subscribe to our newsletter sign up
Allens, Freehills in latest record takeover bid
Exclusive
Exclusive: Founding principals set sail for long-standing Aus firm:

Allens, Freehills in latest record takeover bid

ALLENS ARTHUR ROBINSON is advised Wesfarmers on its $19.6 billion offer for Coles Group Limited by scheme of arrangement — the largest ever takeover offer in Australia.

ALLENS ARTHUR ROBINSON is advised Wesfarmers on its $19.6 billion offer for Coles Group Limited by scheme of arrangement — the largest ever takeover offer in Australia.

Freehills partner Rodd Levy was the lead partner that acted for Coles Group on the Wesfarmers bid.

The Coles Group board this week rejected the offer and launched a competitive bid process for interested buyers of the business, which may lead to a full sell off of the company or parts of it.

Allens’ lawyers on the deal include lead partner Ewen Crouch, partners Richard Kriedemann and David Wenger and senior associate Tom Story.

Some of the same team is acting for Qantas in the private equity bid for the airline and Crouch is also acting for Cemex in its $16.8 billion bid for Rinker Group, which was Australia’s largest takeover offer before the Coles bid.

Wesfarmers made its $16.47 per share bid together with a consortium including private equity houses Permira, Pacific Equity Partners and Macquarie Bank.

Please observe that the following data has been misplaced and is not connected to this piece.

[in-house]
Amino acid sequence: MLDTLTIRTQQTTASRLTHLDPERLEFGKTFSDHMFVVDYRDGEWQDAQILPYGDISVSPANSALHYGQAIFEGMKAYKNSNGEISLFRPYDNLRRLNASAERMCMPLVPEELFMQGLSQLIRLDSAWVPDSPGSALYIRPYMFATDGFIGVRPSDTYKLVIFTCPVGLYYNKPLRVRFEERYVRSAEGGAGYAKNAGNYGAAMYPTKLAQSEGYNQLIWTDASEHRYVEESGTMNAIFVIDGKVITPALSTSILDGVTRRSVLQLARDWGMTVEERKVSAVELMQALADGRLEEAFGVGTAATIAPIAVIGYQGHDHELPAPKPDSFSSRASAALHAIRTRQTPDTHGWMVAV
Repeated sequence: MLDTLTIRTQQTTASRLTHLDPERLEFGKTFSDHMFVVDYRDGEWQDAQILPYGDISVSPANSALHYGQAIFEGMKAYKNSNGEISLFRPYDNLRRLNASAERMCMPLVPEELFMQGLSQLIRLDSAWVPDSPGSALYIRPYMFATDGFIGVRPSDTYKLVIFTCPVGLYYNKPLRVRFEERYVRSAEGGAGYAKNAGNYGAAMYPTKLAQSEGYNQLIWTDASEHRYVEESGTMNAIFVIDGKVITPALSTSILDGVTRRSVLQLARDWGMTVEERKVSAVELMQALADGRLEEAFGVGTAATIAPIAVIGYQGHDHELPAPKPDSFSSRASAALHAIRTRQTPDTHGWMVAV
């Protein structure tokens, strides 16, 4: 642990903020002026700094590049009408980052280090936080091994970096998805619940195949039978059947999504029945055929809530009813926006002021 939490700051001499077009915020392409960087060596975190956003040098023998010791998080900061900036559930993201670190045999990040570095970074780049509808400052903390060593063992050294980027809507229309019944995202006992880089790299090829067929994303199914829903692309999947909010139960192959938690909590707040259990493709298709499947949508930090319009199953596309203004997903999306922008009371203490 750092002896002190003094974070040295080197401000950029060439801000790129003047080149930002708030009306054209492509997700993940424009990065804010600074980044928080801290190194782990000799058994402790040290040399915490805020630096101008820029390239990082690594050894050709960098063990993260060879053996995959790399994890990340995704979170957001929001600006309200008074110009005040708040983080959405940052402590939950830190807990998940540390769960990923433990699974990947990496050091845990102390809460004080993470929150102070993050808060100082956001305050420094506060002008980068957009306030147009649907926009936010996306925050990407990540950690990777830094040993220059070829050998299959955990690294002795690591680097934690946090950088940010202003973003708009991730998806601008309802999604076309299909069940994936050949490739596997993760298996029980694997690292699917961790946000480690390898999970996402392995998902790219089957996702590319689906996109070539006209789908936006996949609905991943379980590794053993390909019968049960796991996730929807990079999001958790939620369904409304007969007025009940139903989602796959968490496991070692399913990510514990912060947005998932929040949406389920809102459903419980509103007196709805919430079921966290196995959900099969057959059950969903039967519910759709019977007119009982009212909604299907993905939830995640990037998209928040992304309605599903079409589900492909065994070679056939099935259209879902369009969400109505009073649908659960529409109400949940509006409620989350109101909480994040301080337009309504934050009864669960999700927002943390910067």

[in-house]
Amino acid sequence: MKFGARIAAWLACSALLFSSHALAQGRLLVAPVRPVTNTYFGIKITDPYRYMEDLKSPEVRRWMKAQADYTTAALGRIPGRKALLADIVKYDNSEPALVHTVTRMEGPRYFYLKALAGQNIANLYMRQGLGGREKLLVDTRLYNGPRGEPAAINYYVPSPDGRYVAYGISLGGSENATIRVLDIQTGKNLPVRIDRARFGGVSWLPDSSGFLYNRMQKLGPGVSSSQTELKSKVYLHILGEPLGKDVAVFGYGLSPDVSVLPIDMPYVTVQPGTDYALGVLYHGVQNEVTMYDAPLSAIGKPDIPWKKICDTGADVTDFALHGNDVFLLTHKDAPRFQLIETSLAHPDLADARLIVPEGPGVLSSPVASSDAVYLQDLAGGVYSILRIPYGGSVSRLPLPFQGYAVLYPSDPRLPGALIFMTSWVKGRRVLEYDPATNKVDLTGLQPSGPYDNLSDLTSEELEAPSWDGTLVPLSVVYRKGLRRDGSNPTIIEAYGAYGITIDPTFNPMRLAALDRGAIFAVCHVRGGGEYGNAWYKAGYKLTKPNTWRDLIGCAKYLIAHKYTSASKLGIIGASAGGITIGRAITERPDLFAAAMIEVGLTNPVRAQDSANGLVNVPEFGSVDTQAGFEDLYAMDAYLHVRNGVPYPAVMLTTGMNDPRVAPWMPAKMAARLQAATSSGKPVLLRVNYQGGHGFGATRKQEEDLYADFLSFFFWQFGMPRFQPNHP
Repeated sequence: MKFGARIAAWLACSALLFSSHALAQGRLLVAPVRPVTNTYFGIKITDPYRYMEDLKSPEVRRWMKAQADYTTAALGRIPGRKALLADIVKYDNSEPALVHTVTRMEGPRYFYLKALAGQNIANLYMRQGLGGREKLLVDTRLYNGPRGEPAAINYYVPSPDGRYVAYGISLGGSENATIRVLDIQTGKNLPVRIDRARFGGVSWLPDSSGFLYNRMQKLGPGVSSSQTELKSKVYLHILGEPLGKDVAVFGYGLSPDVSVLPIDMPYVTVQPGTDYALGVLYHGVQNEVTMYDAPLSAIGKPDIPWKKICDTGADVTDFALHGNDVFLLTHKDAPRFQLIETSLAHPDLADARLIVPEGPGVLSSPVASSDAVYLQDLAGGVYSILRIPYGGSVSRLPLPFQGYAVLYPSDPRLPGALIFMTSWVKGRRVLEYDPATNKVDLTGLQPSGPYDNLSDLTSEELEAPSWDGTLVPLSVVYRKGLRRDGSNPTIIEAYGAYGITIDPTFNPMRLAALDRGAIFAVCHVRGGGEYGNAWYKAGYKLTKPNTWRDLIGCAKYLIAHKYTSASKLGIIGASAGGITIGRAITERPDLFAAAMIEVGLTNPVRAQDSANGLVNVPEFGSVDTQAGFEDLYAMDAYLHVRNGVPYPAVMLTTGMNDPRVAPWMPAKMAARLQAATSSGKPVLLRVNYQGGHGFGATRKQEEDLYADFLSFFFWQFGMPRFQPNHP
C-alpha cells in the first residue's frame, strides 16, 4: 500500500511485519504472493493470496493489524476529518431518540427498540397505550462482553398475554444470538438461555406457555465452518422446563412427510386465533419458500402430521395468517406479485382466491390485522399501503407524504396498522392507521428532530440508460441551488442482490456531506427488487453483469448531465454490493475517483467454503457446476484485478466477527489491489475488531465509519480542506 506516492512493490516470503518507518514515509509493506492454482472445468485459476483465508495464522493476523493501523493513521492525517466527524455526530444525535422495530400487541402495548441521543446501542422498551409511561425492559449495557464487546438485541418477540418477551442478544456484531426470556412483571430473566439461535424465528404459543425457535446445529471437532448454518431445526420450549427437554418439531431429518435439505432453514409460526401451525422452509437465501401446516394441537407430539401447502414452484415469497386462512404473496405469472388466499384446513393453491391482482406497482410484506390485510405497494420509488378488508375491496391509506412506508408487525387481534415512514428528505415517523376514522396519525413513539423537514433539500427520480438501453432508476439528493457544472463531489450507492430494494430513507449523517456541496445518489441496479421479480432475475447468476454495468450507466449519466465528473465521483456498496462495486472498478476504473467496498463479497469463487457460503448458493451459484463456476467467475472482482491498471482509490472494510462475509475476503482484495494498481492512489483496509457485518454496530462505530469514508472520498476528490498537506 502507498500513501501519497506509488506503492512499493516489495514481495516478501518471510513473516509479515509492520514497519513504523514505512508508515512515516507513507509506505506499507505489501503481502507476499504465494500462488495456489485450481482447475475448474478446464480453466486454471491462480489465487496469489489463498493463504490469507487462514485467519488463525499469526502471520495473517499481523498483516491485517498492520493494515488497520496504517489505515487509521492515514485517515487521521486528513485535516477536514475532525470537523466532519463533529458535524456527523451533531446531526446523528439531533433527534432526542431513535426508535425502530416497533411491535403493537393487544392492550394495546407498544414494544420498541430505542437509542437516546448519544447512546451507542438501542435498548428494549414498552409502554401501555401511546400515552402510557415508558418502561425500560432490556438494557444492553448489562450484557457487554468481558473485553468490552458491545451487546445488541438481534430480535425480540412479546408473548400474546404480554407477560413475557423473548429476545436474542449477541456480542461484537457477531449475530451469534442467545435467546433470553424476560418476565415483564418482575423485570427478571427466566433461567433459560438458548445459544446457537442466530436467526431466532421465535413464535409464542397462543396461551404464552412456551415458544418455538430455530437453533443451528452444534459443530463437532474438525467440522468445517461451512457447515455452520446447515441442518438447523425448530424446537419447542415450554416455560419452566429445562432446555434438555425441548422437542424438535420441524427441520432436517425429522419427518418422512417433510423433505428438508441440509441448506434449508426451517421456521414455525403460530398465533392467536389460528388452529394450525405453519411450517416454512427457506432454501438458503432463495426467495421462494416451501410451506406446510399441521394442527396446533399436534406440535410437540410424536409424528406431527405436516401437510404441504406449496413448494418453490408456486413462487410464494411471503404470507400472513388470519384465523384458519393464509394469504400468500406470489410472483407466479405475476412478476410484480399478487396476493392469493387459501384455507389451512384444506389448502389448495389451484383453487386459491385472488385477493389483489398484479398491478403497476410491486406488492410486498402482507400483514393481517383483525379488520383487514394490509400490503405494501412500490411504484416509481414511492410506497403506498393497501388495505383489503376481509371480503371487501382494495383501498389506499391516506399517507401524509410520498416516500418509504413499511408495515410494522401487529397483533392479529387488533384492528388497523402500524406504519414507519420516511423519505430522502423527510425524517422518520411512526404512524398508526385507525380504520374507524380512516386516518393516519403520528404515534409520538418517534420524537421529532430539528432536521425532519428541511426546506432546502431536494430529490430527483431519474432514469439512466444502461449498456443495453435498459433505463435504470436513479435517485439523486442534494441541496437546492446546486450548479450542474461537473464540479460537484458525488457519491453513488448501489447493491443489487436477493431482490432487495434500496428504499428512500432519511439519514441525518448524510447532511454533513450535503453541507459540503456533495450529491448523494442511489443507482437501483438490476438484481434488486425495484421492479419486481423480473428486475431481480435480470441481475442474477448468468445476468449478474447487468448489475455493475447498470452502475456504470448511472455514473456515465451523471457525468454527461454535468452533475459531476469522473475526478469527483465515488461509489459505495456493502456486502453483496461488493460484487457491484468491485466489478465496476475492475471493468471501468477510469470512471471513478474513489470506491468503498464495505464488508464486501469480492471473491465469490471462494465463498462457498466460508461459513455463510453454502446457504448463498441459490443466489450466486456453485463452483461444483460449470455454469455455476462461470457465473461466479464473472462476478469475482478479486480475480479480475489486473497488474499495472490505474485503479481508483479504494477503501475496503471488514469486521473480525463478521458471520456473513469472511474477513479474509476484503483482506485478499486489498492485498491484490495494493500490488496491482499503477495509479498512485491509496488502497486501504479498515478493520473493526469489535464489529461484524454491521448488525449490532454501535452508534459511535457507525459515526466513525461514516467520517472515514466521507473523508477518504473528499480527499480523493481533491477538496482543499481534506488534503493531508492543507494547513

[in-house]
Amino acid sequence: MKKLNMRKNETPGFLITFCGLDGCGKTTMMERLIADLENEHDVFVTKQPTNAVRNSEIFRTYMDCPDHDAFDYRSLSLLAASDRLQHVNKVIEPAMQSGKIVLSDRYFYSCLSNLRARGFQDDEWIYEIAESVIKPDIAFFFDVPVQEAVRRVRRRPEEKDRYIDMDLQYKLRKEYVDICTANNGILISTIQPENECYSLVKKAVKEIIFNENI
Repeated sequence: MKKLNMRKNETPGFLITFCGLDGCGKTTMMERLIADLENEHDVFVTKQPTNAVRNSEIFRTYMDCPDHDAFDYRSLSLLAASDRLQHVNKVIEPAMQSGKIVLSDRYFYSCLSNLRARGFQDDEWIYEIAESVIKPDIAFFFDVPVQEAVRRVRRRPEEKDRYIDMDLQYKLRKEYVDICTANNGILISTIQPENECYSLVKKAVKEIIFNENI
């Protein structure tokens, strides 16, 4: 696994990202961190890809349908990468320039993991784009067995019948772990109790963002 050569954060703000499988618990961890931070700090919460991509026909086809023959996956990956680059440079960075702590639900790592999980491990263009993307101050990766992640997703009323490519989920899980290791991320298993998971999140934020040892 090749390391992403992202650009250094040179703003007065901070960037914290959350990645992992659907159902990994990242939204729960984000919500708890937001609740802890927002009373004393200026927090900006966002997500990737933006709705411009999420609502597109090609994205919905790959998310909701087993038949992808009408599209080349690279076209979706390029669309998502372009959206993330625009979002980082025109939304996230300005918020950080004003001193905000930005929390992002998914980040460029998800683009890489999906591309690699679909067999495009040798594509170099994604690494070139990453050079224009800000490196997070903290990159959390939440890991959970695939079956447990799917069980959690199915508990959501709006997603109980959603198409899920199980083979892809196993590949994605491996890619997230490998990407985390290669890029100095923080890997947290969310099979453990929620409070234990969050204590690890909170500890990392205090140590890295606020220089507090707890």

Coles also rejected an increased offer of $15.25 a share from US private equity firm Kohlberg Kravis Roberts (KKR) in October last year. KKR is now reported to be interested in making another higher bid for Coles.

If Wesfarmers makes a counter offer, together with its consortium partners, under the initial offer terms it would hold 50 per cent of Coles’ Everyday Needs businesses, which includes its supermarkets, liquor stores and K-Mart, and 100 per cent of Officeworks and Target.

Wesfarmers already owns Bunnings, the biggest hardware chain in Australia and the third largest retailer, and just prior to the bid acquired an 11.3 per cent stake in Coles Group.

Wesfarmers managing director Richard Goyder said if they win, the deal would not require any regulatory approval, with all proposed purchases remaining majority Australian owned.

“We believe the acquisition of Coles would be a very positive step for the shareholders of both companies,” he said in a statement.

“Wesfarmers has considerable retail experience in its own right through Bunnings … we believe that a change in ownership will provide a catalyst for an improvement in performance.”

Promoted content
Recommended by Spike Native Network